There is a bad land exchange, harmful to wildlife, in the works in eastern Oregon. It would be nice to get 1000 acres on Steens Mountain but not at the cost of 11,000 acres of prime wildlife habitat in and near the Silvies Valley.
This alert is from the Oregon Hunters Association. RM
Who: OHA needs your help in stopping a land exchange.
What: Land Exchange of 1000 acres in Steens Mt area for approximately 10,000 to 11,000 acres of BLM ground in and around the Silvies Valley west to within a couple of miles of Yellow Jacket Reservoir.
When: Currently On-Going
Why OHA Is Against: The portion of the Silvies River plus certain tributaries and access roads that would be affected by this proposed land exchange constitutes an important part of the Silvies Wildlife Management Unit. The Silvies Unit is well known for its premium big game hunting, offering about 1,000 deer tags and 2,100 elk rifle tags per year. The Steens Wildlife Management Unit also is well known for its fine hunting, but opportunity in Steens is limited to about 250 deer rifle tags and 600 elk rifle tags per year.
What Can you Do?
Send a letter or email to our Congressional Delegation (see address below). The message should include these points:
2. If the transaction is to occur, ask that truly valid appraisals of the land be developed and furnished to the public, and
3. Oregon citizens be made aware of the process and that they be given opportunity to assess concrete proposals and voice their opinions at public hearings on the subject.
4. The wildlife and recreational resources available to the public in the 10,000 acres is far greater than those offered by the area with limited access in the Steens.
5. Currently the combined deer and elk tag sales for the Silvies Wildlife Management Unit are close to 3500. This would mean a harsh economic impact on the region if these hunters are not allowed to hunt this Unit.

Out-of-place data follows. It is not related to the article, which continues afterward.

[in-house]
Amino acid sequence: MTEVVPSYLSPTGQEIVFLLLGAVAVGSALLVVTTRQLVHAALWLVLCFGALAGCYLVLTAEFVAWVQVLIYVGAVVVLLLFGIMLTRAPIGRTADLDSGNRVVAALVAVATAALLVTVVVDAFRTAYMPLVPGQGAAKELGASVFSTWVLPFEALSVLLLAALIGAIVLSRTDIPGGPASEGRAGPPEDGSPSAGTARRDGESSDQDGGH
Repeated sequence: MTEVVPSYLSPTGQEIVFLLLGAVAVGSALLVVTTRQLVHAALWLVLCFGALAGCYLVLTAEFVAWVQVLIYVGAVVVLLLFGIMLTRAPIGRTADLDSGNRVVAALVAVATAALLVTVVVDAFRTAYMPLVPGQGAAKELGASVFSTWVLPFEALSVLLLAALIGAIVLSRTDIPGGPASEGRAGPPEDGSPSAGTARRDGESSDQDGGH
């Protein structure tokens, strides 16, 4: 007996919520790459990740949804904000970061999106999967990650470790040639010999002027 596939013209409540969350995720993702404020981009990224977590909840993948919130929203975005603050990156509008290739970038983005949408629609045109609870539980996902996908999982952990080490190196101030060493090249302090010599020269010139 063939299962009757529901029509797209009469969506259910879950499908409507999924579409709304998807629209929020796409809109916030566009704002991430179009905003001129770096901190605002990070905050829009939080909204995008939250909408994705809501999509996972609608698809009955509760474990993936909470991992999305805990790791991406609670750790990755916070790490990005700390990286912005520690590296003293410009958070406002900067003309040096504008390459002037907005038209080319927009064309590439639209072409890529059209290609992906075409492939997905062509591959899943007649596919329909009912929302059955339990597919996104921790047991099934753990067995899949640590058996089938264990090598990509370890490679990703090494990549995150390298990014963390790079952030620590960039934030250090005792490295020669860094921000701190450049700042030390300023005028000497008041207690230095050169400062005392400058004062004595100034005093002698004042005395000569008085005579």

In July of this year a Dr Scott Campbell gave notice that he is petitioning our Oregon Congressmen to exchange 1000 acres of his recently purchased Steens Mt property, for approximately 10 to 11,000 acres of BLM ground in and around the Silvies Valley west to within a couple miles of Yellow Jacket Reservoir. This is country between Burns and John Day, Oregon. The lands to be acquired belong to BLM and are sagebrush/forest transition land, mostly within the Silvies River drainage.
The 1000 acres of Steens property holds two small streams (portions of Fish and Lake Creeks), supports sagebrush, some juniper and aspen, some deer, and would be accessible to walk in public for about 6 months each year after the BLM took it over.
The 10 to 11000 acres he hopes to acquire consist of about 50% sagebrush and 50% ponderosa pine forest. That area is excellent deer and elk habitat, supports valuable timber, is accessible year round, and would be closed to public access if acquired. There are absolutely no warranties, that he would not subsequently subdivide or develop the properties. I wish I could be more specific, but Dr Campbell will not furnish maps, discuss his plans for potential development of those lands, and stated that he will not solicit nor encourage any further public input.
Background: Oregon Hunters Letter in Opposition
The Oregon Hunters Association is opposed to this land exchange and in June of this year sent a letter to Oregon’s congressional delegation opposing this exchange. In part the letter reads: “We have become aware of a proposed land exchange between the BLM Burns District and Mr. Scott Campbell. Based on the information OHA has received, we are opposed to this exchange.
While acquisition of 1,000 acres in the Fish Creek drainage of Steens is a worthy addition to the public lands of Steens Mt. and would be of benefit to the general public, we cannot support the loss of nearly 11,000 acres of public land in the Silvies River watershed to achieve this goal. If the Fish Creek property is high priority for BLM to acquire, we would rather have BLM purchase the property.
The portion of the Silvies River plus certain tributaries and access roads that would be affected by this proposed land exchange constitutes an important part of the Silvies Wildlife Management Unit. The Silvies Unit is well known for its premium big game hunting, offering about 1,000 deer tags and 2,100 elk rifle tags per year. The Steens Wildlife Management Unit also is well known for its fine hunting, but opportunity in Steens is limited to about 250 deer rifle tags and 600 elk rifle tags per year.
OHA is opposed to this proposed land exchange.”